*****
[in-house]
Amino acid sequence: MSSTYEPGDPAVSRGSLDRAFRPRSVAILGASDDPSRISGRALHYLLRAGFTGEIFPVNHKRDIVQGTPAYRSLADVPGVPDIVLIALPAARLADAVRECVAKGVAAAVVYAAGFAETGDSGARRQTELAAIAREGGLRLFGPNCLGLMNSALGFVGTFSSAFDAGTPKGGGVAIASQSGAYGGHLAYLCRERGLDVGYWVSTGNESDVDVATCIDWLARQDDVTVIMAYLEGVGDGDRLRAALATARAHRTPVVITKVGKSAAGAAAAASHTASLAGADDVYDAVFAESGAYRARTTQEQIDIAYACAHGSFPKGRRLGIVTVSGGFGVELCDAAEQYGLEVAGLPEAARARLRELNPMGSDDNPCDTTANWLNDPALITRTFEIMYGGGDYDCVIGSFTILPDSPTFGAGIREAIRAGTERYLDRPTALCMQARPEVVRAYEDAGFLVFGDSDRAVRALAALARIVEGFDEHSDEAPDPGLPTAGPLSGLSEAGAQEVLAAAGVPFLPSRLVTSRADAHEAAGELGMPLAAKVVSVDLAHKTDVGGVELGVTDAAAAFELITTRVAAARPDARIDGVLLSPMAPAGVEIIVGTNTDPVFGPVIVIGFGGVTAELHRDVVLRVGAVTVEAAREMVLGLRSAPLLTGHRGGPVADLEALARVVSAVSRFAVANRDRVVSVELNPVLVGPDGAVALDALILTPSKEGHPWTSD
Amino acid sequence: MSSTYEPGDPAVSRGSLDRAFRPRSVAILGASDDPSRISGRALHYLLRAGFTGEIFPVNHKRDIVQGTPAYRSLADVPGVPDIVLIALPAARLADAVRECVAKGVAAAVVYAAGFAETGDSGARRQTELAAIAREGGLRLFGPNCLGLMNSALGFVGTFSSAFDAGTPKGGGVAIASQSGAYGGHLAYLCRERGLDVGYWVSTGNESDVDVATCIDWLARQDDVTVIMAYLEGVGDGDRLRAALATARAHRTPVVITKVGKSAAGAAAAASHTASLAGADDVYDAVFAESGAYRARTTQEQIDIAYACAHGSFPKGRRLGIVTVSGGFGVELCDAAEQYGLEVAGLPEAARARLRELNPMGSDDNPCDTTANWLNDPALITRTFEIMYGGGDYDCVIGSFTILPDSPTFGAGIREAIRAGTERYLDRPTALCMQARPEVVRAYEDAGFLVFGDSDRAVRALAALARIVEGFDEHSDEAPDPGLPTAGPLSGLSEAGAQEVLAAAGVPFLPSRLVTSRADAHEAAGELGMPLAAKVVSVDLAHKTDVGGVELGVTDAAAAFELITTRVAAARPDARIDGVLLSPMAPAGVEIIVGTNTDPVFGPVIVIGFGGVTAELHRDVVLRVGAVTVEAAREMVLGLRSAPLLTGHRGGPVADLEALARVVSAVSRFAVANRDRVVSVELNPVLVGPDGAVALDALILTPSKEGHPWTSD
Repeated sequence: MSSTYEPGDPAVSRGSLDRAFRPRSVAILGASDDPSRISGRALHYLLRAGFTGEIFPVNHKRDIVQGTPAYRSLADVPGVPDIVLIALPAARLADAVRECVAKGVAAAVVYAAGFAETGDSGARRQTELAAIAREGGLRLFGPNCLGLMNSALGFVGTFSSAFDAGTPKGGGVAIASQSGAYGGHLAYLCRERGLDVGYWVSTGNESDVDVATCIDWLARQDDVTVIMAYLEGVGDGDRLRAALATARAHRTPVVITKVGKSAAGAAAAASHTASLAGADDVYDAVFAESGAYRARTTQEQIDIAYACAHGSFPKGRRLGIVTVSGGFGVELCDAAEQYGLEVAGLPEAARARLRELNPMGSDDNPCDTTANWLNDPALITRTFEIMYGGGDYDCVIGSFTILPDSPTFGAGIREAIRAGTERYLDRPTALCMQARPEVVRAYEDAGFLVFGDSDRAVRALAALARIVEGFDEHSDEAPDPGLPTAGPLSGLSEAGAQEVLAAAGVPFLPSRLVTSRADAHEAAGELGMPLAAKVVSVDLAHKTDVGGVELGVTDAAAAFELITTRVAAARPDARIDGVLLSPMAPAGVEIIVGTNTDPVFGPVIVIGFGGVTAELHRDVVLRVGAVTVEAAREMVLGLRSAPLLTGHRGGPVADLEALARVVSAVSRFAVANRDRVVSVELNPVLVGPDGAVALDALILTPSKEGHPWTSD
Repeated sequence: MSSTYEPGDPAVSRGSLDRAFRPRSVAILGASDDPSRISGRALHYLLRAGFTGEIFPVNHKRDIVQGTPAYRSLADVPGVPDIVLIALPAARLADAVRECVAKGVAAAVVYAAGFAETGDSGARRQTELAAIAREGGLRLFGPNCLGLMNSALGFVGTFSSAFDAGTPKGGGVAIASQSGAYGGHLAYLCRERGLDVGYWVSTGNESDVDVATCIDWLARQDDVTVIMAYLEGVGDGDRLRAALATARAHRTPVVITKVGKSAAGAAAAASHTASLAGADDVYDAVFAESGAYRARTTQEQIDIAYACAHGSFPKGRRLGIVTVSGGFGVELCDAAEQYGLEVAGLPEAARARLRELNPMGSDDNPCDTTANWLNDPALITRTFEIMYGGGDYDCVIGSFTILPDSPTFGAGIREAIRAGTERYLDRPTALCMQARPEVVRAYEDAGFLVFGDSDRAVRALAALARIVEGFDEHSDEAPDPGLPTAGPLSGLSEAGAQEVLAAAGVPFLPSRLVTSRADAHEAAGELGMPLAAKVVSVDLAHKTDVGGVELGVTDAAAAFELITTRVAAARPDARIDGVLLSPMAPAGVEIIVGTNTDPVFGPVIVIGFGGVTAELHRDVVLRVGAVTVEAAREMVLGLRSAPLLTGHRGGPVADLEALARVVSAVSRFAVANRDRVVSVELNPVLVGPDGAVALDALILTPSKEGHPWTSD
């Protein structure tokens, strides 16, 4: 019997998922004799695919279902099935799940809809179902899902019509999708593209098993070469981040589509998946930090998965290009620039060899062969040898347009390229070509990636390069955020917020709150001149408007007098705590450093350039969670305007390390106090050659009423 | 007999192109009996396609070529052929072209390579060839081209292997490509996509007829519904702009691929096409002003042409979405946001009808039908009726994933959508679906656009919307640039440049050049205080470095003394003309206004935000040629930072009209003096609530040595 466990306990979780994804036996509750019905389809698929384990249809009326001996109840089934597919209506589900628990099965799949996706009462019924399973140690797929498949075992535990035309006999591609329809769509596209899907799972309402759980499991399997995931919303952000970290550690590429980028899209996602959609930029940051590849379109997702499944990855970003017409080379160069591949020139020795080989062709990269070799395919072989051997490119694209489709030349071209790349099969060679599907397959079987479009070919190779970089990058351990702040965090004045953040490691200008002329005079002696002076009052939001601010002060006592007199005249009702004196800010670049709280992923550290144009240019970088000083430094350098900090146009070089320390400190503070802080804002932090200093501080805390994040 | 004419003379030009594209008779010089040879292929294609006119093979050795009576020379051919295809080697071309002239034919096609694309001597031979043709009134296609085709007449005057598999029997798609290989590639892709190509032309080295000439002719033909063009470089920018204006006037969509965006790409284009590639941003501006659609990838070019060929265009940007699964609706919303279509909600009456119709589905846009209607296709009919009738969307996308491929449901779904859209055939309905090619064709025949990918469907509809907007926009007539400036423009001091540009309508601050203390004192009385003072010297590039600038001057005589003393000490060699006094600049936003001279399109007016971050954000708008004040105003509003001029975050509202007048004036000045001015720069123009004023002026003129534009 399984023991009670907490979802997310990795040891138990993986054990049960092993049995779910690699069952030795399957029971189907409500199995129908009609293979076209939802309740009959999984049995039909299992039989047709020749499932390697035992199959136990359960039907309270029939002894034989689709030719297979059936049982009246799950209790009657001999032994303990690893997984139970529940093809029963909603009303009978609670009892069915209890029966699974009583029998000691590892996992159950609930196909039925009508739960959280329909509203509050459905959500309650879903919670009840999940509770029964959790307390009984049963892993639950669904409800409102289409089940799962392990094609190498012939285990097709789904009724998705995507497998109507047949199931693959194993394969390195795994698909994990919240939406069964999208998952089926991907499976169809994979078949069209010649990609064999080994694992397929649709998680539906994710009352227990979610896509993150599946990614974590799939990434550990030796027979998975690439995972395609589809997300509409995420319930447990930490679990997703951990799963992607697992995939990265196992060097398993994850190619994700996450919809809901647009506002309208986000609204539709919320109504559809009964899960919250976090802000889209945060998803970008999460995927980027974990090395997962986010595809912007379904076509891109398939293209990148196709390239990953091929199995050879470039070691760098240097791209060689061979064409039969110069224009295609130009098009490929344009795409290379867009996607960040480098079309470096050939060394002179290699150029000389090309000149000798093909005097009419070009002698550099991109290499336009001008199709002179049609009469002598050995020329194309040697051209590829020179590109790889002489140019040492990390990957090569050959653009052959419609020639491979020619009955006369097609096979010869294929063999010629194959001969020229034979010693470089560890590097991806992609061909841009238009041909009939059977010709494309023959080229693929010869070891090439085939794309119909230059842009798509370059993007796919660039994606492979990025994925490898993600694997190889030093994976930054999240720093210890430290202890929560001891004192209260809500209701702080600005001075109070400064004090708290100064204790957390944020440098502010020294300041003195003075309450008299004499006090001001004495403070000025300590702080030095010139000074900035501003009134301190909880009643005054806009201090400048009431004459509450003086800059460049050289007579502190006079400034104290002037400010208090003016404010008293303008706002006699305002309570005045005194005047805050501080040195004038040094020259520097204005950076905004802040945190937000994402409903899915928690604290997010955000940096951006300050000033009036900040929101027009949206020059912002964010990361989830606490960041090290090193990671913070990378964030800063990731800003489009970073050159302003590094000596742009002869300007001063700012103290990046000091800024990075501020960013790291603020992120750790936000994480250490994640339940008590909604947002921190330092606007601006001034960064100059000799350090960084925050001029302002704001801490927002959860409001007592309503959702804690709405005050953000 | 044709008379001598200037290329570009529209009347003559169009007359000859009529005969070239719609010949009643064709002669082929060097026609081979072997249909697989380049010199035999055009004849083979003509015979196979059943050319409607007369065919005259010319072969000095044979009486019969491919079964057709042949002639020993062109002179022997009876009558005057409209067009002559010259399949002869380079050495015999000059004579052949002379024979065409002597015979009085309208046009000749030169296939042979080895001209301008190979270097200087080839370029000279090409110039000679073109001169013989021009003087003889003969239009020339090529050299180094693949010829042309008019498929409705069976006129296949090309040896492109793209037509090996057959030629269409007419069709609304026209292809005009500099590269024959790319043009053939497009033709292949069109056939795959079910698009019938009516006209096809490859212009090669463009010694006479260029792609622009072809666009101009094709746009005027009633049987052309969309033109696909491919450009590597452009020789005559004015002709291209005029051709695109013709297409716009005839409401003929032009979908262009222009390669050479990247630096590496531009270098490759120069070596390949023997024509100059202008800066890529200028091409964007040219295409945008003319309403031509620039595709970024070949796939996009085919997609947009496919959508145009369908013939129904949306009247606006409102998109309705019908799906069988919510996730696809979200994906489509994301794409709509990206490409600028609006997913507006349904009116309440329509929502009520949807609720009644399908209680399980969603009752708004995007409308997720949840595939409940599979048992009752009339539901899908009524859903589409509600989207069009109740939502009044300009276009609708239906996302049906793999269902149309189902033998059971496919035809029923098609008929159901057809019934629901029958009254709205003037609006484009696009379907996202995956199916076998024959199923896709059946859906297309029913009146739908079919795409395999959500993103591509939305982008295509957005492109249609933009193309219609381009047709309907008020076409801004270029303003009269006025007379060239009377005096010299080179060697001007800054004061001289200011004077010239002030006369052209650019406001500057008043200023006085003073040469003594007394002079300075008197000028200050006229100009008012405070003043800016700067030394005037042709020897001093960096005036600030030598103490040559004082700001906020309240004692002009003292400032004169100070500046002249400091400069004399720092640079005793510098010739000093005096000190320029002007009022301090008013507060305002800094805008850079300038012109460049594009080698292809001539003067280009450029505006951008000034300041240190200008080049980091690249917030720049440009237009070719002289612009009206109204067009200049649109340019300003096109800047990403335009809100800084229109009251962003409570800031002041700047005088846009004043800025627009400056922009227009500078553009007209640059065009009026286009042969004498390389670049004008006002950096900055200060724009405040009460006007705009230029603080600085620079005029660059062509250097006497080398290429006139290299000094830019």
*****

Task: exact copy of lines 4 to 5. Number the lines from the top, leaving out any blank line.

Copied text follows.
Repeated sequence: MSSTYEPGDPAVSRGSLDRAFRPRSVAILGASDDPSRISGRALHYLLRAGFTGEIFPVNHKRDIVQGTPAYRSLADVPGVPDIVLIALPAARLADAVRECVAKGVAAAVVYAAGFAETGDSGARRQTELAAIAREGGLRLFGPNCLGLMNSALGFVGTFSSAFDAGTPKGGGVAIASQSGAYGGHLAYLCRERGLDVGYWVSTGNESDVDVATCIDWLARQDDVTVIMAYLEGVGDGDRLRAALATARAHRTPVVITKVGKSAAGAAAAASHTASLAGADDVYDAVFAESGAYRARTTQEQIDIAYACAHGSFPKGRRLGIVTVSGGFGVELCDAAEQYGLEVAGLPEAARARLRELNPMGSDDNPCDTTANWLNDPALITRTFEIMYGGGDYDCVIGSFTILPDSPTFGAGIREAIRAGTERYLDRPTALCMQARPEVVRAYEDAGFLVFGDSDRAVRALAALARIVEGFDEHSDEAPDPGLPTAGPLSGLSEAGAQEVLAAAGVPFLPSRLVTSRADAHEAAGELGMPLAAKVVSVDLAHKTDVGGVELGVTDAAAAFELITTRVAAARPDARIDGVLLSPMAPAGVEIIVGTNTDPVFGPVIVIGFGGVTAELHRDVVLRVGAVTVEAAREMVLGLRSAPLLTGHRGGPVADLEALARVVSAVSRFAVANRDRVVSVELNPVLVGPDGAVALDALILTPSKEGHPWTSD
Repeated sequence: MSSTYEPGDPAVSRGSLDRAFRPRSVAILGASDDPSRISGRALHYLLRAGFTGEIFPVNHKRDIVQGTPAYRSLADVPGVPDIVLIALPAARLADAVRECVAKGVAAAVVYAAGFAETGDSGARRQTELAAIAREGGLRLFGPNCLGLMNSALGFVGTFSSAFDAGTPKGGGVAIASQSGAYGGHLAYLCRERGLDVGYWVSTGNESDVDVATCIDWLARQDDVTVIMAYLEGVGDGDRLRAALATARAHRTPVVITKVGKSAAGAAAAASHTASLAGADDVYDAVFAESGAYRARTTQEQIDIAYACAHGSFPKGRRLGIVTVSGGFGVELCDAAEQYGLEVAGLPEAARARLRELNPMGSDDNPCDTTANWLNDPALITRTFEIMYGGGDYDCVIGSFTILPDSPTFGAGIREAIRAGTERYLDRPTALCMQARPEVVRAYEDAGFLVFGDSDRAVRALAALARIVEGFDEHSDEAPDPGLPTAGPLSGLSEAGAQEVLAAAGVPFLPSRLVTSRADAHEAAGELGMPLAAKVVSVDLAHKTDVGGVELGVTDAAAAFELITTRVAAARPDARIDGVLLSPMAPAGVEIIVGTNTDPVFGPVIVIGFGGVTAELHRDVVLRVGAVTVEAAREMVLGLRSAPLLTGHRGGPVADLEALARVVSAVSRFAVANRDRVVSVELNPVLVGPDGAVALDALILTPSKEGHPWTSD